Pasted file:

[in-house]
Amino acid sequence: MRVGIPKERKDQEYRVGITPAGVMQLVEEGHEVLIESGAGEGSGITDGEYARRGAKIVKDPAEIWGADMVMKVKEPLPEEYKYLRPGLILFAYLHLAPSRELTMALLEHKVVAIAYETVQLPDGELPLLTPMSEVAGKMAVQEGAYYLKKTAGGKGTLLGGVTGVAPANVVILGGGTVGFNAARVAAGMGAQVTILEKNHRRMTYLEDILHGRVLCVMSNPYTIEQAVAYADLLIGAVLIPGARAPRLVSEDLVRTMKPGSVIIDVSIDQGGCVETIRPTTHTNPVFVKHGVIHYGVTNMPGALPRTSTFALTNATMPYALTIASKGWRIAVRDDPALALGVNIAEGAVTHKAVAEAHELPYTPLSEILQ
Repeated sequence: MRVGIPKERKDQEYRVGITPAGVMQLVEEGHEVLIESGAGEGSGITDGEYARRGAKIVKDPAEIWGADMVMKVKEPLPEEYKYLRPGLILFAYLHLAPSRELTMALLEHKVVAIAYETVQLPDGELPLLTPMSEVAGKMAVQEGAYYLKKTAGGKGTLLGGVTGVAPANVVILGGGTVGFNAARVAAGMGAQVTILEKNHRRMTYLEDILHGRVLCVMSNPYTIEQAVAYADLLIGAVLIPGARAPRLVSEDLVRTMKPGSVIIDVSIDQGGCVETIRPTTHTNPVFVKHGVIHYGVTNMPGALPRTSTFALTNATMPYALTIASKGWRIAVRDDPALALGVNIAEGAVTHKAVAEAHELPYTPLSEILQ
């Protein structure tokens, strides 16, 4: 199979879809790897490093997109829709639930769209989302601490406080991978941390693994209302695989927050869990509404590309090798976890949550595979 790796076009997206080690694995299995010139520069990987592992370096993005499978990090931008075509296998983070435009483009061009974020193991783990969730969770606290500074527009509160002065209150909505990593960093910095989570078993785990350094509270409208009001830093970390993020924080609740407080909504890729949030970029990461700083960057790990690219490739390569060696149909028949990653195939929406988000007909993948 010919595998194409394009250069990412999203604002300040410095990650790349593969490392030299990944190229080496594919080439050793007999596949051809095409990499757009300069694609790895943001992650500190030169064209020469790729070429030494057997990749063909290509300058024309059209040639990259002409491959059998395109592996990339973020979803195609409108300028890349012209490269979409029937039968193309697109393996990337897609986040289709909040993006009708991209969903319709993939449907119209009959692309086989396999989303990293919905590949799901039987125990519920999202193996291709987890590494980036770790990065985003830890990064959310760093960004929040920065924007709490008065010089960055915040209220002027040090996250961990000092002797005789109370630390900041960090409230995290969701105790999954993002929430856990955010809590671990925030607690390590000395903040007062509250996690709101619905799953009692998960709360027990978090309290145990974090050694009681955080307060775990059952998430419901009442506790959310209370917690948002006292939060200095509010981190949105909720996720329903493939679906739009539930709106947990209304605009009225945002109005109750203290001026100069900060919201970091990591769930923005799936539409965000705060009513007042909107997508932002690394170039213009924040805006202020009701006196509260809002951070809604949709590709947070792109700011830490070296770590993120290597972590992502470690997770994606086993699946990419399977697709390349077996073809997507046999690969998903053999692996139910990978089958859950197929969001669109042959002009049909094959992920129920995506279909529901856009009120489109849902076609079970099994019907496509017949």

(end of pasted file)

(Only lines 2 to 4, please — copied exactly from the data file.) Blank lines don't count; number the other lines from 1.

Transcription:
Amino acid sequence: MRVGIPKERKDQEYRVGITPAGVMQLVEEGHEVLIESGAGEGSGITDGEYARRGAKIVKDPAEIWGADMVMKVKEPLPEEYKYLRPGLILFAYLHLAPSRELTMALLEHKVVAIAYETVQLPDGELPLLTPMSEVAGKMAVQEGAYYLKKTAGGKGTLLGGVTGVAPANVVILGGGTVGFNAARVAAGMGAQVTILEKNHRRMTYLEDILHGRVLCVMSNPYTIEQAVAYADLLIGAVLIPGARAPRLVSEDLVRTMKPGSVIIDVSIDQGGCVETIRPTTHTNPVFVKHGVIHYGVTNMPGALPRTSTFALTNATMPYALTIASKGWRIAVRDDPALALGVNIAEGAVTHKAVAEAHELPYTPLSEILQ
Repeated sequence: MRVGIPKERKDQEYRVGITPAGVMQLVEEGHEVLIESGAGEGSGITDGEYARRGAKIVKDPAEIWGADMVMKVKEPLPEEYKYLRPGLILFAYLHLAPSRELTMALLEHKVVAIAYETVQLPDGELPLLTPMSEVAGKMAVQEGAYYLKKTAGGKGTLLGGVTGVAPANVVILGGGTVGFNAARVAAGMGAQVTILEKNHRRMTYLEDILHGRVLCVMSNPYTIEQAVAYADLLIGAVLIPGARAPRLVSEDLVRTMKPGSVIIDVSIDQGGCVETIRPTTHTNPVFVKHGVIHYGVTNMPGALPRTSTFALTNATMPYALTIASKGWRIAVRDDPALALGVNIAEGAVTHKAVAEAHELPYTPLSEILQ
């Protein structure tokens, strides 16, 4: 199979879809790897490093997109829709639930769209989302601490406080991978941390693994209302695989927050869990509404590309090798976890949550595979 790796076009997206080690694995299995010139520069990987592992370096993005499978990090931008075509296998983070435009483009061009974020193991783990969730969770606290500074527009509160002065209150909505990593960093910095989570078993785990350094509270409208009001830093970390993020924080609740407080909504890729949030970029990461700083960057790990690219490739390569060696149909028949990653195939929406988000007909993948 010919595998194409394009250069990412999203604002300040410095990650790349593969490392030299990944190229080496594919080439050793007999596949051809095409990499757009300069694609790895943001992650500190030169064209020469790729070429030494057997990749063909290509300058024309059209040639990259002409491959059998395109592996990339973020979803195609409108300028890349012209490269979409029937039968193309697109393996990337897609986040289709909040993006009708991209969903319709993939449907119209009959692309086989396999989303990293919905590949799901039987125990519920999202193996291709987890590494980036770790990065985003830890990064959310760093960004929040920065924007709490008065010089960055915040209220002027040090996250961990000092002797005789109370630390900041960090409230995290969701105790999954993002929430856990955010809590671990925030607690390590000395903040007062509250996690709101619905799953009692998960709360027990978090309290145990974090050694009681955080307060775990059952998430419901009442506790959310209370917690948002006292939060200095509010981190949105909720996720329903493939679906739009539930709106947990209304605009009225945002109005109750203290001026100069900060919201970091990591769930923005799936539409965000705060009513007042909107997508932002690394170039213009924040805006202020009701006196509260809002951070809604949709590709947070792109700011830490070296770590993120290597972590992502470690997770994606086993699946990419399977697709390349077996073809997507046999690969998903053999692996139910990978089958859950197929969001669109042959002009049909094959992920129920995506279909529901856009009120489109849902076609079970099994019907496509017949």